Etowah Valley Humane Society


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FROM THE DOGFATHER:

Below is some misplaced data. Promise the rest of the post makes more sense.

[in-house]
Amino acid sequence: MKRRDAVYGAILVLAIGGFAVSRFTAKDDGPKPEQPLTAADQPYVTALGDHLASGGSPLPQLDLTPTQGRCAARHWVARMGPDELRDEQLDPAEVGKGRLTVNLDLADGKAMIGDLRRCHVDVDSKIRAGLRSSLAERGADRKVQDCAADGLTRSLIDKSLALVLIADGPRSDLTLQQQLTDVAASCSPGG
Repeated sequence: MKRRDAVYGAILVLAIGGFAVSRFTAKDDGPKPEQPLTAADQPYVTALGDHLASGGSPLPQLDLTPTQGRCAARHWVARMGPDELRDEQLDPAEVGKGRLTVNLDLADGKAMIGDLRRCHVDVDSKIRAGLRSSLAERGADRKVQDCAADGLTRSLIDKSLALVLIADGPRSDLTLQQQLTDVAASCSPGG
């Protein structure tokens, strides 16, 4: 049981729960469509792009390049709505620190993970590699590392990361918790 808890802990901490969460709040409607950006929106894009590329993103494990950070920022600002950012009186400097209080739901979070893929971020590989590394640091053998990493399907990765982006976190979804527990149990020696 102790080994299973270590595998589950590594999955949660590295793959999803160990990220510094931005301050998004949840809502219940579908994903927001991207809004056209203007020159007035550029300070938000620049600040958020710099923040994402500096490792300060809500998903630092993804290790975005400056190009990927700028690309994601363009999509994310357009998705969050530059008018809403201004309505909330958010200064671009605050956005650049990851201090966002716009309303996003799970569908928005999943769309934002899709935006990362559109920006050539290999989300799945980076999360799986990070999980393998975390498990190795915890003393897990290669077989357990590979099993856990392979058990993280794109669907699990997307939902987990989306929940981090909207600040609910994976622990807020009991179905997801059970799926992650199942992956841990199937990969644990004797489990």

July 24, 2015